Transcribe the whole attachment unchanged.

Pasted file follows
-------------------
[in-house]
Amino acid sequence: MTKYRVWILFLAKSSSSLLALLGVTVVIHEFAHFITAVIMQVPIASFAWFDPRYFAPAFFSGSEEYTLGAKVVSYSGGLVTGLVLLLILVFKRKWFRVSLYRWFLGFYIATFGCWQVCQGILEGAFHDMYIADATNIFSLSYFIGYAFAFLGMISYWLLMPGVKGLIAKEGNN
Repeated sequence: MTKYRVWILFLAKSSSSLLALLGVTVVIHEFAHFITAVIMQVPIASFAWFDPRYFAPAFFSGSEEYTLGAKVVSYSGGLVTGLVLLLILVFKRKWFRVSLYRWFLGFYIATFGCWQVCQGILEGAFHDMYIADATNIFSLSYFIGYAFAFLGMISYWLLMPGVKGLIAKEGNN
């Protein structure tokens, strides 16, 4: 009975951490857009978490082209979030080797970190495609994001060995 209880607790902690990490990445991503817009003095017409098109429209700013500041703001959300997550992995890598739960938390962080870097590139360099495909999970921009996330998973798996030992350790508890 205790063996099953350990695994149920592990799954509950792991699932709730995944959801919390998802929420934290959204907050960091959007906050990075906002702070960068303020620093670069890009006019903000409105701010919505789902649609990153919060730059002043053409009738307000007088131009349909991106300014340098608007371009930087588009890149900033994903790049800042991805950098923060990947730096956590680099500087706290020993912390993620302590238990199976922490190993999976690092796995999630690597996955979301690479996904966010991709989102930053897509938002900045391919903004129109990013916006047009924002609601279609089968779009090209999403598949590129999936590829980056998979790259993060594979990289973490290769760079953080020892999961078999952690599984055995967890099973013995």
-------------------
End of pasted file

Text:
[in-house]
Amino acid sequence: MTKYRVWILFLAKSSSSLLALLGVTVVIHEFAHFITAVIMQVPIASFAWFDPRYFAPAFFSGSEEYTLGAKVVSYSGGLVTGLVLLLILVFKRKWFRVSLYRWFLGFYIATFGCWQVCQGILEGAFHDMYIADATNIFSLSYFIGYAFAFLGMISYWLLMPGVKGLIAKEGNN
Repeated sequence: MTKYRVWILFLAKSSSSLLALLGVTVVIHEFAHFITAVIMQVPIASFAWFDPRYFAPAFFSGSEEYTLGAKVVSYSGGLVTGLVLLLILVFKRKWFRVSLYRWFLGFYIATFGCWQVCQGILEGAFHDMYIADATNIFSLSYFIGYAFAFLGMISYWLLMPGVKGLIAKEGNN
């Protein structure tokens, strides 16, 4: 009975951490857009978490082209979030080797970190495609994001060995 209880607790902690990490990445991503817009003095017409098109429209700013500041703001959300997550992995890598739960938390962080870097590139360099495909999970921009996330998973798996030992350790508890 205790063996099953350990695994149920592990799954509950792991699932709730995944959801919390998802929420934290959204907050960091959007906050990075906002702070960068303020620093670069890009006019903000409105701010919505789902649609990153919060730059002043053409009738307000007088131009349909991106300014340098608007371009930087588009890149900033994903790049800042991805950098923060990947730096956590680099500087706290020993912390993620302590238990199976922490190993999976690092796995999630690597996955979301690479996904966010991709989102930053897509938002900045391919903004129109990013916006047009924002609601279609089968779009090209999403598949590129999936590829980056998979790259993060594979990289973490290769760079953080020892999961078999952690599984055995967890099973013995």